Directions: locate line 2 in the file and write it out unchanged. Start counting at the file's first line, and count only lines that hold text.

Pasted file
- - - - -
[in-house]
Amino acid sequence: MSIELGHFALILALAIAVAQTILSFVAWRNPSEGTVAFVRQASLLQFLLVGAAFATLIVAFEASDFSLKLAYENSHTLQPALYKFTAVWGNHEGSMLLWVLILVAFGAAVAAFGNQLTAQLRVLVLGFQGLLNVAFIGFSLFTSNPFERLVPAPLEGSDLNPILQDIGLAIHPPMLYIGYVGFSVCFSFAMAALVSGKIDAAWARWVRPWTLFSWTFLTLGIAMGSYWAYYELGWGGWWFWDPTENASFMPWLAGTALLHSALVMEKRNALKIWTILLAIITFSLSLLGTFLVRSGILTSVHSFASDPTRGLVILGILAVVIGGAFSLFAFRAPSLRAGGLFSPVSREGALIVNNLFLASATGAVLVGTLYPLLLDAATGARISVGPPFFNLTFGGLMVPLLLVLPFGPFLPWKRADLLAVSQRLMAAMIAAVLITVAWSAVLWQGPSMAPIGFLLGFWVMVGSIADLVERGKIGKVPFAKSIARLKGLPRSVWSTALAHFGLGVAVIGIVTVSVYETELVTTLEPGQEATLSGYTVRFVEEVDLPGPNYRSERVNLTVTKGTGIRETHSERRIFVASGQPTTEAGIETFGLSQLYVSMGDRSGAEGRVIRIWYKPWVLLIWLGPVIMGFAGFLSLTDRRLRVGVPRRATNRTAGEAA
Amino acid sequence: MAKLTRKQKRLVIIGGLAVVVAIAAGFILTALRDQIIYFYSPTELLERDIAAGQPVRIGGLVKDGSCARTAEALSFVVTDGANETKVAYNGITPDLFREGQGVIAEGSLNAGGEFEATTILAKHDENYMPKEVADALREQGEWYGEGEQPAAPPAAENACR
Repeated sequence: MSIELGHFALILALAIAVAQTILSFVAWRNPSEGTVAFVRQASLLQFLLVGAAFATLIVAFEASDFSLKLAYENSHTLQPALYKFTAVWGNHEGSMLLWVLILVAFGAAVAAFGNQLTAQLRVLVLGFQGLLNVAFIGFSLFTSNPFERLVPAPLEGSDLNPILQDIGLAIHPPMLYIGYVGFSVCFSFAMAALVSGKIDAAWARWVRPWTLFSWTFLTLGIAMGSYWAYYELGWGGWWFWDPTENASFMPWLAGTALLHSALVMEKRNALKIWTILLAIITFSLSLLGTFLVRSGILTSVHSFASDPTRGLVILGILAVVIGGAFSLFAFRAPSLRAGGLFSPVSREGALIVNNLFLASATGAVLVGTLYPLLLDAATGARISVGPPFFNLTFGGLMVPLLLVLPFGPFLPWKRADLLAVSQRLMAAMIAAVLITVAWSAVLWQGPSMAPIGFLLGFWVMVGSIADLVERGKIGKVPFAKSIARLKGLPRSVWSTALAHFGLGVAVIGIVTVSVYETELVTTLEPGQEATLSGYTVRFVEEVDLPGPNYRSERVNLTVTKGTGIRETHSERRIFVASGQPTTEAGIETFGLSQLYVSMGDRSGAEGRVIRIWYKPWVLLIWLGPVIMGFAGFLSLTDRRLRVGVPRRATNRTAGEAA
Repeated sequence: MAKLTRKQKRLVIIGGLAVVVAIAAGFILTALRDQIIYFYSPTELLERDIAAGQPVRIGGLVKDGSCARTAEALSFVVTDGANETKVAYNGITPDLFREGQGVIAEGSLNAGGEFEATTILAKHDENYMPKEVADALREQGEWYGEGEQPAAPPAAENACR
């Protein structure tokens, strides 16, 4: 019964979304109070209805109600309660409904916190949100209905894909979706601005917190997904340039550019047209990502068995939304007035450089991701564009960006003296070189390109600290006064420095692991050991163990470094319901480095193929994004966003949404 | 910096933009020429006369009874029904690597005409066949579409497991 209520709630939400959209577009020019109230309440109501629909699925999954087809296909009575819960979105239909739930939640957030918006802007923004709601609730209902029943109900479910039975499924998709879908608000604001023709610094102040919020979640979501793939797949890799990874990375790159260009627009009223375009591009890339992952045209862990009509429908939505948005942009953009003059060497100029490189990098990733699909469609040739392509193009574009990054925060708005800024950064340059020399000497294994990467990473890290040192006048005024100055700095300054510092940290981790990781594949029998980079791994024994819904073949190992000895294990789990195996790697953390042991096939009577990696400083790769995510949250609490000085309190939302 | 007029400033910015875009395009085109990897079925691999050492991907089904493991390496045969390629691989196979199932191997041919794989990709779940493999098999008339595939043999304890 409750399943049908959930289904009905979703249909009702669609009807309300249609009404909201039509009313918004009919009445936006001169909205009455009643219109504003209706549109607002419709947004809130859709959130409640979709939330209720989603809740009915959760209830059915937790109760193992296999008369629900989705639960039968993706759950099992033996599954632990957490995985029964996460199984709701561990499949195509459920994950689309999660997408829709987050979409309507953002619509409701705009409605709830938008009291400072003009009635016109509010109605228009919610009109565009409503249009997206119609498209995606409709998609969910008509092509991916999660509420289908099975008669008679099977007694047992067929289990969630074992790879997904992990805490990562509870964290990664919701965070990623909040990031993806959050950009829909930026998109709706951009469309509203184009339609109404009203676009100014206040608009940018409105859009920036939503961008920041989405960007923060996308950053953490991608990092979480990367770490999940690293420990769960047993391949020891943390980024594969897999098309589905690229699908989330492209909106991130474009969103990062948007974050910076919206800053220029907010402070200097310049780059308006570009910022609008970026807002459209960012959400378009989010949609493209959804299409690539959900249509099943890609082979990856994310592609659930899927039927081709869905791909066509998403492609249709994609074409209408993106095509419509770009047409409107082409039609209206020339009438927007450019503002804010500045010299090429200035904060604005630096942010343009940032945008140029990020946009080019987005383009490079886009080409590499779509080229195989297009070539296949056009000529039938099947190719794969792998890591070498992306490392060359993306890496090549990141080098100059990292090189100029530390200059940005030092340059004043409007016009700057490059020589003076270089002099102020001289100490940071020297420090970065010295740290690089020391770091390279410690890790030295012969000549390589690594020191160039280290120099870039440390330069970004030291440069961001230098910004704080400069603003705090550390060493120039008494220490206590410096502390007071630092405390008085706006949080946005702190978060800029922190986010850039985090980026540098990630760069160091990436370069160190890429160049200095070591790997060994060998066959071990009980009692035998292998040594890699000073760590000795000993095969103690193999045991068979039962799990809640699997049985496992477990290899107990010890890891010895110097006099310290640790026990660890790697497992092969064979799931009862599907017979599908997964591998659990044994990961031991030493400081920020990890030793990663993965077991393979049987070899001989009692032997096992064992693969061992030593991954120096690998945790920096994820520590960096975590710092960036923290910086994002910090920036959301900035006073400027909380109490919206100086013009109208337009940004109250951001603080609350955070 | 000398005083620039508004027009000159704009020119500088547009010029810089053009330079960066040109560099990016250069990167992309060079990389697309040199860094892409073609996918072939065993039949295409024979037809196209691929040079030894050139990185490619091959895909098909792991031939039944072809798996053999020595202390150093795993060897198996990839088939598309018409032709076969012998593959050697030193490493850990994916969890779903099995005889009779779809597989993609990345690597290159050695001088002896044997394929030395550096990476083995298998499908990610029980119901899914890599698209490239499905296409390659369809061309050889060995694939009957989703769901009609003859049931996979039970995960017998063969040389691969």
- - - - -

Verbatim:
Amino acid sequence: MSIELGHFALILALAIAVAQTILSFVAWRNPSEGTVAFVRQASLLQFLLVGAAFATLIVAFEASDFSLKLAYENSHTLQPALYKFTAVWGNHEGSMLLWVLILVAFGAAVAAFGNQLTAQLRVLVLGFQGLLNVAFIGFSLFTSNPFERLVPAPLEGSDLNPILQDIGLAIHPPMLYIGYVGFSVCFSFAMAALVSGKIDAAWARWVRPWTLFSWTFLTLGIAMGSYWAYYELGWGGWWFWDPTENASFMPWLAGTALLHSALVMEKRNALKIWTILLAIITFSLSLLGTFLVRSGILTSVHSFASDPTRGLVILGILAVVIGGAFSLFAFRAPSLRAGGLFSPVSREGALIVNNLFLASATGAVLVGTLYPLLLDAATGARISVGPPFFNLTFGGLMVPLLLVLPFGPFLPWKRADLLAVSQRLMAAMIAAVLITVAWSAVLWQGPSMAPIGFLLGFWVMVGSIADLVERGKIGKVPFAKSIARLKGLPRSVWSTALAHFGLGVAVIGIVTVSVYETELVTTLEPGQEATLSGYTVRFVEEVDLPGPNYRSERVNLTVTKGTGIRETHSERRIFVASGQPTTEAGIETFGLSQLYVSMGDRSGAEGRVIRIWYKPWVLLIWLGPVIMGFAGFLSLTDRRLRVGVPRRATNRTAGEAA